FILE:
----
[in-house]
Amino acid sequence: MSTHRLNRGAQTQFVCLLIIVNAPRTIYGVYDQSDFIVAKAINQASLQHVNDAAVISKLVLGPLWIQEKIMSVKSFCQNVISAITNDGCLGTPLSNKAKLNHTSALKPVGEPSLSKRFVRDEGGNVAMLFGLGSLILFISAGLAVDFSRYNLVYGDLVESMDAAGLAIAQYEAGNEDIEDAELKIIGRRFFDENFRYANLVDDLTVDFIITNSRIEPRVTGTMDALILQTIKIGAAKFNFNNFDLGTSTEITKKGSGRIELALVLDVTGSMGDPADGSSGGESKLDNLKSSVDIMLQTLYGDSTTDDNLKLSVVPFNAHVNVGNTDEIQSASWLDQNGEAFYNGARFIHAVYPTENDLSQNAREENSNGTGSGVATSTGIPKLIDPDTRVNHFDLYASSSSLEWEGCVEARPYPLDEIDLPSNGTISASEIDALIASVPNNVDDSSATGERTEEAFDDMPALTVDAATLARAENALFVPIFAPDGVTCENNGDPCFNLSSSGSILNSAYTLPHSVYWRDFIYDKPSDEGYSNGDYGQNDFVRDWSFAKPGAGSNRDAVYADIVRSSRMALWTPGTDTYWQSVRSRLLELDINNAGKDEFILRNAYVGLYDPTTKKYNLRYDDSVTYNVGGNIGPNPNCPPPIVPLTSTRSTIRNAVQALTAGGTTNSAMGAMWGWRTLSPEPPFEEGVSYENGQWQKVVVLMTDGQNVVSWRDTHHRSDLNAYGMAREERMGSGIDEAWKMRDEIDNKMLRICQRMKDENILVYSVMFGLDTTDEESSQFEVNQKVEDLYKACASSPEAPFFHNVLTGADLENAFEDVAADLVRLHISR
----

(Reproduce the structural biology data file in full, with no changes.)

[in-house]
Amino acid sequence: MSTHRLNRGAQTQFVCLLIIVNAPRTIYGVYDQSDFIVAKAINQASLQHVNDAAVISKLVLGPLWIQEKIMSVKSFCQNVISAITNDGCLGTPLSNKAKLNHTSALKPVGEPSLSKRFVRDEGGNVAMLFGLGSLILFISAGLAVDFSRYNLVYGDLVESMDAAGLAIAQYEAGNEDIEDAELKIIGRRFFDENFRYANLVDDLTVDFIITNSRIEPRVTGTMDALILQTIKIGAAKFNFNNFDLGTSTEITKKGSGRIELALVLDVTGSMGDPADGSSGGESKLDNLKSSVDIMLQTLYGDSTTDDNLKLSVVPFNAHVNVGNTDEIQSASWLDQNGEAFYNGARFIHAVYPTENDLSQNAREENSNGTGSGVATSTGIPKLIDPDTRVNHFDLYASSSSLEWEGCVEARPYPLDEIDLPSNGTISASEIDALIASVPNNVDDSSATGERTEEAFDDMPALTVDAATLARAENALFVPIFAPDGVTCENNGDPCFNLSSSGSILNSAYTLPHSVYWRDFIYDKPSDEGYSNGDYGQNDFVRDWSFAKPGAGSNRDAVYADIVRSSRMALWTPGTDTYWQSVRSRLLELDINNAGKDEFILRNAYVGLYDPTTKKYNLRYDDSVTYNVGGNIGPNPNCPPPIVPLTSTRSTIRNAVQALTAGGTTNSAMGAMWGWRTLSPEPPFEEGVSYENGQWQKVVVLMTDGQNVVSWRDTHHRSDLNAYGMAREERMGSGIDEAWKMRDEIDNKMLRICQRMKDENILVYSVMFGLDTTDEESSQFEVNQKVEDLYKACASSPEAPFFHNVLTGADLENAFEDVAADLVRLHISR